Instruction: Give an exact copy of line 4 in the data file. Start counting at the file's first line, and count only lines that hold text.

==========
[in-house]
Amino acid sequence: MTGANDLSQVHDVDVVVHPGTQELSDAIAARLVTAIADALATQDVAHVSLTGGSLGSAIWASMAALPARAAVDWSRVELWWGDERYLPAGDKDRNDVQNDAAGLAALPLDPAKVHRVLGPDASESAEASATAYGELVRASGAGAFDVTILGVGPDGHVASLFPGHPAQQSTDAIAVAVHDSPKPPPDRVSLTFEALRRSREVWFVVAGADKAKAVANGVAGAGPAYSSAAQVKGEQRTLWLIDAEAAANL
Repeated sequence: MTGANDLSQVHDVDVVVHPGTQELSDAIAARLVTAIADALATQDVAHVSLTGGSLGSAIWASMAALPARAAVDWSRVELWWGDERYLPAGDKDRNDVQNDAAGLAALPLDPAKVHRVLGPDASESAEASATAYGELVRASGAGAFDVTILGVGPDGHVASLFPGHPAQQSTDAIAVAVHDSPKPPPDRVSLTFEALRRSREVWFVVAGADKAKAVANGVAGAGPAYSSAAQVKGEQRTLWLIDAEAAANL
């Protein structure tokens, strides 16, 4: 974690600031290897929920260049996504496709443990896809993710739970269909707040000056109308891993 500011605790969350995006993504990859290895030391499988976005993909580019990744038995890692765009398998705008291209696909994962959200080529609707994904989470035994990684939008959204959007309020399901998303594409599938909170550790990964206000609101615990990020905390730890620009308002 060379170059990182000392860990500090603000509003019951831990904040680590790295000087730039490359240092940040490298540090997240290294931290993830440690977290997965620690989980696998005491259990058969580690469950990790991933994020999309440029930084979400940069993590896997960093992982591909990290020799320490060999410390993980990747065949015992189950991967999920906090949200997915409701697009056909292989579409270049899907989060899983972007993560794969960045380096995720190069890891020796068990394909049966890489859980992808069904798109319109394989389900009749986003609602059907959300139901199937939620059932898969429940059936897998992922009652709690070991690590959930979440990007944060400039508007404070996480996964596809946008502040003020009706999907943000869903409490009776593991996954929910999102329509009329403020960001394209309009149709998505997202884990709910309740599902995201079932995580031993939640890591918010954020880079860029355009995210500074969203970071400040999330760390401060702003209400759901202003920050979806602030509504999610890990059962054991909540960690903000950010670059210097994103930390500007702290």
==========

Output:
């Protein structure tokens, strides 16, 4: 974690600031290897929920260049996504496709443990896809993710739970269909707040000056109308891993 500011605790969350995006993504990859290895030391499988976005993909580019990744038995890692765009398998705008291209696909994962959200080529609707994904989470035994990684939008959204959007309020399901998303594409599938909170550790990964206000609101615990990020905390730890620009308002 060379170059990182000392860990500090603000509003019951831990904040680590790295000087730039490359240092940040490298540090997240290294931290993830440690977290997965620690989980696998005491259990058969580690469950990790991933994020999309440029930084979400940069993590896997960093992982591909990290020799320490060999410390993980990747065949015992189950991967999920906090949200997915409701697009056909292989579409270049899907989060899983972007993560794969960045380096995720190069890891020796068990394909049966890489859980992808069904798109319109394989389900009749986003609602059907959300139901199937939620059932898969429940059936897998992922009652709690070991690590959930979440990007944060400039508007404070996480996964596809946008502040003020009706999907943000869903409490009776593991996954929910999102329509009329403020960001394209309009149709998505997202884990709910309740599902995201079932995580031993939640890591918010954020880079860029355009995210500074969203970071400040999330760390401060702003209400759901202003920050979806602030509504999610890990059962054991909540960690903000950010670059210097994103930390500007702290």